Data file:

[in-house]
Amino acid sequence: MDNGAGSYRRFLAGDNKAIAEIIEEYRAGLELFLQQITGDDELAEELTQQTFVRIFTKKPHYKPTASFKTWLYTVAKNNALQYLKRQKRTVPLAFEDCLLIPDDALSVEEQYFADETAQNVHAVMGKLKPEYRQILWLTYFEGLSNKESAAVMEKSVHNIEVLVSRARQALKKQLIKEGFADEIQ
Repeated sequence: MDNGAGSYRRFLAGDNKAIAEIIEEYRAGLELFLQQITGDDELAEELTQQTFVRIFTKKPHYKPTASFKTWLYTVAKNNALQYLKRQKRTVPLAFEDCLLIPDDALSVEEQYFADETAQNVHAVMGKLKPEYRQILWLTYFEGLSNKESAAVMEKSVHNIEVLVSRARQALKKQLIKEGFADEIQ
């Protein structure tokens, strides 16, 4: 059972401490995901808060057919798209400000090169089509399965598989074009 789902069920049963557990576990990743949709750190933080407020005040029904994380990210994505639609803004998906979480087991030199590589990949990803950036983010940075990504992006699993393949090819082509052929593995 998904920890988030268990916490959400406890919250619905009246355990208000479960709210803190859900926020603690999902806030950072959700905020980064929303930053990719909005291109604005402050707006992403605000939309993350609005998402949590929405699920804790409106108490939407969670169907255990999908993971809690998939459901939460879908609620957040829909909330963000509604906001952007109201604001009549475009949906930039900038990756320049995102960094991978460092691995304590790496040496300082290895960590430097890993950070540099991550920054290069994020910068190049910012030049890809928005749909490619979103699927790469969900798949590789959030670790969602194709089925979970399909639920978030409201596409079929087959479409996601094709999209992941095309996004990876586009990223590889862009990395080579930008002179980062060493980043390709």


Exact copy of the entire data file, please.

[in-house]
Amino acid sequence: MDNGAGSYRRFLAGDNKAIAEIIEEYRAGLELFLQQITGDDELAEELTQQTFVRIFTKKPHYKPTASFKTWLYTVAKNNALQYLKRQKRTVPLAFEDCLLIPDDALSVEEQYFADETAQNVHAVMGKLKPEYRQILWLTYFEGLSNKESAAVMEKSVHNIEVLVSRARQALKKQLIKEGFADEIQ
Repeated sequence: MDNGAGSYRRFLAGDNKAIAEIIEEYRAGLELFLQQITGDDELAEELTQQTFVRIFTKKPHYKPTASFKTWLYTVAKNNALQYLKRQKRTVPLAFEDCLLIPDDALSVEEQYFADETAQNVHAVMGKLKPEYRQILWLTYFEGLSNKESAAVMEKSVHNIEVLVSRARQALKKQLIKEGFADEIQ
């Protein structure tokens, strides 16, 4: 059972401490995901808060057919798209400000090169089509399965598989074009 789902069920049963557990576990990743949709750190933080407020005040029904994380990210994505639609803004998906979480087991030199590589990949990803950036983010940075990504992006699993393949090819082509052929593995 998904920890988030268990916490959400406890919250619905009246355990208000479960709210803190859900926020603690999902806030950072959700905020980064929303930053990719909005291109604005402050707006992403605000939309993350609005998402949590929405699920804790409106108490939407969670169907255990999908993971809690998939459901939460879908609620957040829909909330963000509604906001952007109201604001009549475009949906930039900038990756320049995102960094991978460092691995304590790496040496300082290895960590430097890993950070540099991550920054290069994020910068190049910012030049890809928005749909490619979103699927790469969900798949590789959030670790969602194709089925979970399909639920978030409201596409079929087959479409996601094709999209992941095309996004990876586009990223590889862009990395080579930008002179980062060493980043390709």